Dec 21, 2022
Despite criticism at home and abroad, the Iranian government continues to hold firm on Revolutionary Courts and death sentences.
So far, the Iranian regime has carried out two death sentences, one week apart, imposed on people who had participated in nationwide anti-government protests. The demonstrations are taking place in different parts of the country, with varying intensity, and are now in their fourth month.
The two men executed, Mohsen Shekari and Majidreza Rahnavard, were in their early twenties.
The country's Revolutionary Court accused Rahnavard of killing two members of the security forces with a knife and injuring four more. Shekari had been charged with injuring a member of the Basij militia with a knife and blocking a road.
Both men were convicted soon after their arrests, of "moharebeh" — "waging war against God" — an offense enshrined in Iranian criminal law. Like that of "spreading corruption on Earth," this offense can cover any threat to public order, with or without the use of a specific weapon.
Simply "spreading lies" is enough to qualify as "corruption." Crucially, these two offenses allow for a swift conviction and the imposition of the death sentence by the Revolutionary Courts.
Revolutionary Courts and the consolidation of power
In the case of Mohsen Shekari, simply holding a knife on the street was enough to condemn him to death. The judge said that, in doing so, he had "caused fear among the population," explains Mahmood Reza Amiry-Moghaddam, the director of the Oslo-based NGO Iran Human Rights.
He recalled another case that highlighted the blatant arbitrariness of such rulings. "Some years ago," he says, "a person close to [Iran's religious leader Ayatollah] Khamenei's circle used a revolver to shoot at a car following a car accident, in the middle of the street. The court dropped all charges against him."
However, the institution of the Revolutionary Courts is coming in for criticism in Iran, according to Germany's Frankfurter Allgemeine Zeitung (FAZ).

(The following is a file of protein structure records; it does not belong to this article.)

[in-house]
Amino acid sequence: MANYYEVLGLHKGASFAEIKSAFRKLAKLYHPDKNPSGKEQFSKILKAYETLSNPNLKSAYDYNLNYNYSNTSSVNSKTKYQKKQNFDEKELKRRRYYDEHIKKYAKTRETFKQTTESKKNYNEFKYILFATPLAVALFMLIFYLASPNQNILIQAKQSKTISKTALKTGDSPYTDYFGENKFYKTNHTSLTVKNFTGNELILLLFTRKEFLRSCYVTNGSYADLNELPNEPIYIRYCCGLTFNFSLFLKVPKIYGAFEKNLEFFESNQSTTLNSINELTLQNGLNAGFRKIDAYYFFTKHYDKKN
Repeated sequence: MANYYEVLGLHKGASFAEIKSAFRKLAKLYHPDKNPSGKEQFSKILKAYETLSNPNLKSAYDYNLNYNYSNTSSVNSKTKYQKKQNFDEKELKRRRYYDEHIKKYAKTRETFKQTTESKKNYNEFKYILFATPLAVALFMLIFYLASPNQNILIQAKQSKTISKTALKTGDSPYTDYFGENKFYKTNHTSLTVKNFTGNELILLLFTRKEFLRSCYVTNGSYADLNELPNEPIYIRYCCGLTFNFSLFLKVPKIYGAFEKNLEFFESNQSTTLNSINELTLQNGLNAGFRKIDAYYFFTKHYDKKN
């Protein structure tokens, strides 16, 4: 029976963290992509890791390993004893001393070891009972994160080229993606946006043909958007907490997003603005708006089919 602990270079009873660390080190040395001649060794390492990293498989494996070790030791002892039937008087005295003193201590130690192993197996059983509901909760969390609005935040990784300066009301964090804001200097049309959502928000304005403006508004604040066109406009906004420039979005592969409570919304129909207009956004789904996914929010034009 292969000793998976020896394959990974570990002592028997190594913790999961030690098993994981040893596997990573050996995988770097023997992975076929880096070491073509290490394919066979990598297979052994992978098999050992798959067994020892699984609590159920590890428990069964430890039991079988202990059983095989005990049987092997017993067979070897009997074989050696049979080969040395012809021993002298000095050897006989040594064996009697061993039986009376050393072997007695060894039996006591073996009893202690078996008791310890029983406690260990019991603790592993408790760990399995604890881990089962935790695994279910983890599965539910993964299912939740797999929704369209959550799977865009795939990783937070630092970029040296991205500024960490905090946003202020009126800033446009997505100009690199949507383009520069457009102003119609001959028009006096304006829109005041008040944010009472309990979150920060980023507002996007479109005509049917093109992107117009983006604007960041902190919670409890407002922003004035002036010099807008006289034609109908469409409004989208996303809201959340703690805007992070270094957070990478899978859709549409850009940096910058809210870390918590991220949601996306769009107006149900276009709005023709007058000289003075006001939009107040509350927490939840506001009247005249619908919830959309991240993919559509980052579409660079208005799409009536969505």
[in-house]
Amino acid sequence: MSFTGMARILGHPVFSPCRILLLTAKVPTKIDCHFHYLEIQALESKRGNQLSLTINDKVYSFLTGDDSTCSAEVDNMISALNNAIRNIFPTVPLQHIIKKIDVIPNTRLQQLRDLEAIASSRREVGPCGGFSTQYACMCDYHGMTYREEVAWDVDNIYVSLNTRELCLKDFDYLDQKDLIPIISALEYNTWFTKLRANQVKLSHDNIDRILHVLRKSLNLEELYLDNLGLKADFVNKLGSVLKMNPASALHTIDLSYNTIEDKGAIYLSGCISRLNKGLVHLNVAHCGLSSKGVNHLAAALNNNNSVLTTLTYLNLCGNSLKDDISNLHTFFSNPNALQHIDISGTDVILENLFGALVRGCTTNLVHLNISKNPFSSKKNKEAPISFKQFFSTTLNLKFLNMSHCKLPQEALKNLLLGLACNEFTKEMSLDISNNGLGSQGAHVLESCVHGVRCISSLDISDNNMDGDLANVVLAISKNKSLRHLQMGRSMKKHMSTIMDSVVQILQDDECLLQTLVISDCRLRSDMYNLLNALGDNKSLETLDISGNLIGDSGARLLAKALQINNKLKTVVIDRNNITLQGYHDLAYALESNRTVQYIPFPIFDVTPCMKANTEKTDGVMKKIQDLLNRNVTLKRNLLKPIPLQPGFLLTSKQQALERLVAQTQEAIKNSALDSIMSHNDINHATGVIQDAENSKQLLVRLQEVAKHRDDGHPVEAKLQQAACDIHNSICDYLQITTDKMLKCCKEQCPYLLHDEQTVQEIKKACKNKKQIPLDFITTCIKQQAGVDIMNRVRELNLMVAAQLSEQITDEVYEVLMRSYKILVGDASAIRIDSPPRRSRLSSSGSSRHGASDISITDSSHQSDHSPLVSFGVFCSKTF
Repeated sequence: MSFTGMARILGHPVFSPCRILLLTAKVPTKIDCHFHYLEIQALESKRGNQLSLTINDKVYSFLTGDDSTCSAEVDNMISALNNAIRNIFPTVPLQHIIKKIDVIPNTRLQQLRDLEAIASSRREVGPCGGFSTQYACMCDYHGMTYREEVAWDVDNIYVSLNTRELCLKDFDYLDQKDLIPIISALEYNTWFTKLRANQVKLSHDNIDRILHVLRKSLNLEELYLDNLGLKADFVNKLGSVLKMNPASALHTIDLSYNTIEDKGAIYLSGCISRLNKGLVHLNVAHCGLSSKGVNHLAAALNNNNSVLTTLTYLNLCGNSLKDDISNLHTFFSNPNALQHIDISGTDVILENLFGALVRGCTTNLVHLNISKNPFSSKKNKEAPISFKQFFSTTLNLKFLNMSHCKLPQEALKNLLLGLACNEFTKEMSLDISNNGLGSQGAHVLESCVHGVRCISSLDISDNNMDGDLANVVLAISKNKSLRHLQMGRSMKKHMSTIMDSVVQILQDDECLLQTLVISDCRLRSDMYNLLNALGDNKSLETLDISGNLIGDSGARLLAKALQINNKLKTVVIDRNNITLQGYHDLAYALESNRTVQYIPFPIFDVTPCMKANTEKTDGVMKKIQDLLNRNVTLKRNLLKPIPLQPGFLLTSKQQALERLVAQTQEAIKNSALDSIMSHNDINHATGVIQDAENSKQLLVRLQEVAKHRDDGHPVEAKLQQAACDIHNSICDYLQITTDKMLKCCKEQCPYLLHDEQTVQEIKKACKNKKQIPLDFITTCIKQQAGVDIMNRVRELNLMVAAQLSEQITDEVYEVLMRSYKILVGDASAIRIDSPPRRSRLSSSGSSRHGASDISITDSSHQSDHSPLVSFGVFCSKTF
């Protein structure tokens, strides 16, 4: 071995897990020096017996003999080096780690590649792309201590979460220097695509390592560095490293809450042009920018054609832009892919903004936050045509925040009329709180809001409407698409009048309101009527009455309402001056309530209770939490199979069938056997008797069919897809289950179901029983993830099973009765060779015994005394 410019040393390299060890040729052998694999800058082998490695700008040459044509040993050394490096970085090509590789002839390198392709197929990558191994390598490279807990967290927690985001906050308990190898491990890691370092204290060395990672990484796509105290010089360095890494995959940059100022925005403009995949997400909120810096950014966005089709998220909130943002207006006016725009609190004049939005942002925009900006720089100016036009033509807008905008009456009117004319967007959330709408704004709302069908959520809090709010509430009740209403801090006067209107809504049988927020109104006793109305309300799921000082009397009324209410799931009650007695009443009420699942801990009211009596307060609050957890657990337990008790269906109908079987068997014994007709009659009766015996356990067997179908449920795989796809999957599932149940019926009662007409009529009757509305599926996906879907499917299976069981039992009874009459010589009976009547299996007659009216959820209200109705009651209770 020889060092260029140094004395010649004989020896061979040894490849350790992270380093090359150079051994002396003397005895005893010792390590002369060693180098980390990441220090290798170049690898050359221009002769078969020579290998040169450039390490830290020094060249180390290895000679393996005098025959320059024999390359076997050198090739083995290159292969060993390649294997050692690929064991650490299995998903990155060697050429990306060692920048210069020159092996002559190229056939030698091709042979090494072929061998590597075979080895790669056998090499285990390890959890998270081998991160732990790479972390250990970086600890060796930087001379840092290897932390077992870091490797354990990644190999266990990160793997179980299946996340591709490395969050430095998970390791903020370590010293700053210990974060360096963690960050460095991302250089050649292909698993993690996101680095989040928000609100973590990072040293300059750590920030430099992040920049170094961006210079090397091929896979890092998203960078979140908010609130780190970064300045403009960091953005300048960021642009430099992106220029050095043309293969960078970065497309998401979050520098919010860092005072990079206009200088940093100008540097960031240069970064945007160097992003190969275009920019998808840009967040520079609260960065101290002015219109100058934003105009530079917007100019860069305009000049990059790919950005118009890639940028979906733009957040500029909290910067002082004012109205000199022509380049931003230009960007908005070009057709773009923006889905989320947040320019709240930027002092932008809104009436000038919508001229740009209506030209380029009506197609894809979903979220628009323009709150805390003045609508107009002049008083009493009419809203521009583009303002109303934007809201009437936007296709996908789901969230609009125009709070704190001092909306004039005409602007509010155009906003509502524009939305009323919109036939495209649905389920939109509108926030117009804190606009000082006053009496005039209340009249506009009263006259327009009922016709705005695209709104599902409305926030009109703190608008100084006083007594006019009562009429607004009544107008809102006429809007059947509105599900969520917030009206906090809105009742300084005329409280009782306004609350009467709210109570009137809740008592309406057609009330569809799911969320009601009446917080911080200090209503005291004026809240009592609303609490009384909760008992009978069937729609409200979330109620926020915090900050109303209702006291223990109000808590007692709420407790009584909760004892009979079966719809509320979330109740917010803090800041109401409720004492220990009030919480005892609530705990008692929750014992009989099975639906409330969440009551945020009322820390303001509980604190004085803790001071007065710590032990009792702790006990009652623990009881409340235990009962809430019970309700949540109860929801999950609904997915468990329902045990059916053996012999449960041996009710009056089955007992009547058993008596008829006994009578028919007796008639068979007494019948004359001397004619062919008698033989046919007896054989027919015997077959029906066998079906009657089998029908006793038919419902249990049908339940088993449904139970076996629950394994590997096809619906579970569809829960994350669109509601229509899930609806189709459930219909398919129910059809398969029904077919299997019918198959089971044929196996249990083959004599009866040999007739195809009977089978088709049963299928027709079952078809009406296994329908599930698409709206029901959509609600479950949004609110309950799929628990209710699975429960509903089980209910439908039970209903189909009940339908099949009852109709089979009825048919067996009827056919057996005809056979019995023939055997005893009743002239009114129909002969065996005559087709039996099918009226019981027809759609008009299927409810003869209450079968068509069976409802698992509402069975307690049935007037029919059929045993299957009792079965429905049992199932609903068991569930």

The newspaper reports that these latest death sentences have triggered a discussion about whether the Revolutionary Courts should still exist, 43 years after the revolution. Lawyers are saying they are illegal, and have called for them to be abolished.
Iran's chief justice, Gholam-Hossein Eje'i, has rejected this demand. His response, as quoted in the FAZ, was: "Some people criticized the existence of the Revolutionary Courts as early as 1980, saying that after the victory of the Revolution they were not needed anymore. Time, however, has shown how effective and essential they are for the Revolution."
An Iranian hacker group obtained documents from the Fars news agency indicating that the Iranian judiciary is accusing around 80 of those arrested of "waging war against God" or "spreading corruption on Earth."
The French newspaper Le Monde writes that these documents show the ultra-conservative parliamentary group "Coalition Council of Islamic Revolution Forces" was already pushing for the imposition of as many death sentences as possible, even before the two young men were executed.
According to rights group Amnesty International (AI), in mid-December at least 26 people arrested in connection with the protests were in grave danger of being executed.